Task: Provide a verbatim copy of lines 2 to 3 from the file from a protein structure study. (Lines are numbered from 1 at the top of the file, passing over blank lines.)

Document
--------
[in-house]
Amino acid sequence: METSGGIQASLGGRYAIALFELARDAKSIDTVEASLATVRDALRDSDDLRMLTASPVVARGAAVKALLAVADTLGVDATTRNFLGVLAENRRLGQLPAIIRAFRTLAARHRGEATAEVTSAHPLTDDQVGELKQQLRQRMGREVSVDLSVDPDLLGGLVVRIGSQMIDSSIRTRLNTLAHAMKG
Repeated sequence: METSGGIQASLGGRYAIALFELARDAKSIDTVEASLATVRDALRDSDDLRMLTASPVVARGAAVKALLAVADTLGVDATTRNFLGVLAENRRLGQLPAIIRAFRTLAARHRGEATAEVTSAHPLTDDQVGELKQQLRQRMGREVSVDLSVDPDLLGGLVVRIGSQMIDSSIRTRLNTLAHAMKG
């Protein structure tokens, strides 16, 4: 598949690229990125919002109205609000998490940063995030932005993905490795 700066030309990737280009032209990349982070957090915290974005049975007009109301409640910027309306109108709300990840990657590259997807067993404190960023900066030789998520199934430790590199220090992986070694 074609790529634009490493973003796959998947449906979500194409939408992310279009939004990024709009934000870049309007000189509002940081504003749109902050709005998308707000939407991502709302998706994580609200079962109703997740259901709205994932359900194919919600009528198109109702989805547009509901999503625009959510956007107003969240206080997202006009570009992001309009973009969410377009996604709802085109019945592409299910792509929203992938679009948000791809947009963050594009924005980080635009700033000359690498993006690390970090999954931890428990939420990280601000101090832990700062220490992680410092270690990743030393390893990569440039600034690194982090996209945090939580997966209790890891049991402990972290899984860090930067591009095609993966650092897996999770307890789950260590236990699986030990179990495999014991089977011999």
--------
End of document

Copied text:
Amino acid sequence: METSGGIQASLGGRYAIALFELARDAKSIDTVEASLATVRDALRDSDDLRMLTASPVVARGAAVKALLAVADTLGVDATTRNFLGVLAENRRLGQLPAIIRAFRTLAARHRGEATAEVTSAHPLTDDQVGELKQQLRQRMGREVSVDLSVDPDLLGGLVVRIGSQMIDSSIRTRLNTLAHAMKG
Repeated sequence: METSGGIQASLGGRYAIALFELARDAKSIDTVEASLATVRDALRDSDDLRMLTASPVVARGAAVKALLAVADTLGVDATTRNFLGVLAENRRLGQLPAIIRAFRTLAARHRGEATAEVTSAHPLTDDQVGELKQQLRQRMGREVSVDLSVDPDLLGGLVVRIGSQMIDSSIRTRLNTLAHAMKG